Wall Street Journal

"Banzai Babe deserves a spot in any baseball (or Japan) lover's library."—Robert Whiting, Wall Street Journal

— Robert Whiting

Baseball America Editors

"The history lessons in Banzai Babe Ruth go well beyond merely chronicling the games and the players. This is a well-researched, fascinatingly told tale of two super powers whose shared passion for baseball wasn't enough to maintain the peace, though it did help to restore it in the years following World War II."—James Bailey, Baseball America

— James Bailey

Books & Culture

"Banzai Babe Ruth reads like a multi-stranded mystery novel . . . . Fitts has an eye for the quirky details that make historical writing vivid."—Michael R. Stevens, Books & Culture

— Michael R. Stevens

ForeWord Reviews

"Banzai Babe Ruth is far more than just a sports story. . . . No one could have told this incredible story better than Robert K. Fitts."—ForeWord Reviews
Wall Street Journal - Robert Whiting

"Banzai Babe deserves a spot in any baseball (or Japan) lover's library."—Robert Whiting, Wall Street Journal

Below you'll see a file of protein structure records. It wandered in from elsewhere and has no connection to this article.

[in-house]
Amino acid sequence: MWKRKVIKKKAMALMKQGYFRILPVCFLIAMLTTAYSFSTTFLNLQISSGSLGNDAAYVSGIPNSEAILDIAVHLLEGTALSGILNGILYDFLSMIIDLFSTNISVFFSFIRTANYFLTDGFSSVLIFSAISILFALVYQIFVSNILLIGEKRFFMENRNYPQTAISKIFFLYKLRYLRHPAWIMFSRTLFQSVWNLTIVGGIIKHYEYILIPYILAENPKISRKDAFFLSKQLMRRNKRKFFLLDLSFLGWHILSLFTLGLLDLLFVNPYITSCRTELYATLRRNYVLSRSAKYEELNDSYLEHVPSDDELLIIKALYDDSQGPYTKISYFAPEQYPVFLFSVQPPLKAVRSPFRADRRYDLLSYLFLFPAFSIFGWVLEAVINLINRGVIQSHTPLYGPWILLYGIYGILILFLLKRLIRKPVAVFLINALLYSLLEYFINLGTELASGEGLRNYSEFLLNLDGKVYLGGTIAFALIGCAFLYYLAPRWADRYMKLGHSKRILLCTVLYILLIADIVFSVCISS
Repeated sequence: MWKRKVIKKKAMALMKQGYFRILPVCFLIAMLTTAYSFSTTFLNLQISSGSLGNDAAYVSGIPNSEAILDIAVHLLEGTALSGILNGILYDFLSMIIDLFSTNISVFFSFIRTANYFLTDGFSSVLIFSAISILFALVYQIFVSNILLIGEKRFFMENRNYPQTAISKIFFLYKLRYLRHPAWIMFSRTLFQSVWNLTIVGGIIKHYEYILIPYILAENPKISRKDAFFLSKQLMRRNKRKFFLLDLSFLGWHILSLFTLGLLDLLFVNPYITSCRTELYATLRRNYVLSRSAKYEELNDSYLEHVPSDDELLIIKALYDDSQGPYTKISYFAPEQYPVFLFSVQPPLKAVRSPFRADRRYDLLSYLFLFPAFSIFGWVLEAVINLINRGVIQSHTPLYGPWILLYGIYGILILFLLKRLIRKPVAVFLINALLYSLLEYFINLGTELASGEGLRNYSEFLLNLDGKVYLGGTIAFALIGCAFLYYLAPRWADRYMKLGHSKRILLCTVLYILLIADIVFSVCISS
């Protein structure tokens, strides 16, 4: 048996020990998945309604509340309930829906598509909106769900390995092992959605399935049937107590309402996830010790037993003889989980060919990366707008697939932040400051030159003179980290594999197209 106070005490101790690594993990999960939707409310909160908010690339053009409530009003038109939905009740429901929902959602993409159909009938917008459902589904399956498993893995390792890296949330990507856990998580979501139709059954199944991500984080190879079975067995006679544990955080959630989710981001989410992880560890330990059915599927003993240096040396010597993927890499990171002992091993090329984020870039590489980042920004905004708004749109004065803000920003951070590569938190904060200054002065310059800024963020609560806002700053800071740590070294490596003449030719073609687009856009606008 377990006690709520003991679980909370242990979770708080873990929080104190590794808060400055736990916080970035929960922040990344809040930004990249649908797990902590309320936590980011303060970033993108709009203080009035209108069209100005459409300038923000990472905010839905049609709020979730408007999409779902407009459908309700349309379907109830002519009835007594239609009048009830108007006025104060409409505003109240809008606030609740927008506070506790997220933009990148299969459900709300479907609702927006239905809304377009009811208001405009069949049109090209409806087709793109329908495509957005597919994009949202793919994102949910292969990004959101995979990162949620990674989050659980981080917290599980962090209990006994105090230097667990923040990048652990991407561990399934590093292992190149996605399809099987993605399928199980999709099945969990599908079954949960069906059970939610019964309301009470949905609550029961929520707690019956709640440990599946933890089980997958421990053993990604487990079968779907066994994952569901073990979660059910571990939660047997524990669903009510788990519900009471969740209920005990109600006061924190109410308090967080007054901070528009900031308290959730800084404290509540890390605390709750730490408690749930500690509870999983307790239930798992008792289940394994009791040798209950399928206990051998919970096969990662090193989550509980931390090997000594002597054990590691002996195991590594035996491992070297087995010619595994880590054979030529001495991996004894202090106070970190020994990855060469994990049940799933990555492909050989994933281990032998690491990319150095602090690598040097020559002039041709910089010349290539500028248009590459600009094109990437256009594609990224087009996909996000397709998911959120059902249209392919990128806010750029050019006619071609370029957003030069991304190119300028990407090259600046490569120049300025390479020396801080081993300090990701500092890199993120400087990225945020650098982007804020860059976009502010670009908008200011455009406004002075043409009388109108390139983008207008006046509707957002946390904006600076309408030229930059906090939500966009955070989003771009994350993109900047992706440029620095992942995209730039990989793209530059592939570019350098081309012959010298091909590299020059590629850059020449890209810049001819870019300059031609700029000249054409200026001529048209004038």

Baseball America - James Bailey

"The history lessons in Banzai Babe Ruth go well beyond merely chronicling the games and the players. This is a well-researched, fascinatingly told tale of two super powers whose shared passion for baseball wasn't enough to maintain the peace, though it did help to restore it in the years following World War II."—James Bailey, Baseball America
Books & Culture - Michael R. Stevens

"Banzai Babe Ruth reads like a multi-stranded mystery novel . . . . Fitts has an eye for the quirky details that make historical writing vivid."—Michael R. Stevens, Books & Culture
ForeWordReviews
"Banzai Babe Ruth is far more than just a sports story. . . . No one could have told this incredible story better than Robert K. Fitts."—ForeWord Reviews
Library Journal
Baseball historian Fitts shares the story of a team of American all-star baseball players' 1934 goodwill tour of Japan, intended to improve trans-Pacific relations and promote cultural understanding. Yet at the same time, a group of Japanese military officers attempted to assassinate government officials and abolish Japanese democracy. Still, the American ballplayers entertained throngs of Japanese fans even as the country was in a state of social and military unrest. Ruth's booming home runs and beaming smile could not solve the nation's social and political troubles. This phase of goodwill ultimately came to an end with Pearl Harbor. Fitts's research adds new insight into the argument about whether catcher and future spy Moe Berg began his espionage career on this tour. This dramatic story, equal parts baseball and history, should appeal to anyone interested in Japanese cultural and political history and the sports-politics nexus.—D.K.
Kirkus Reviews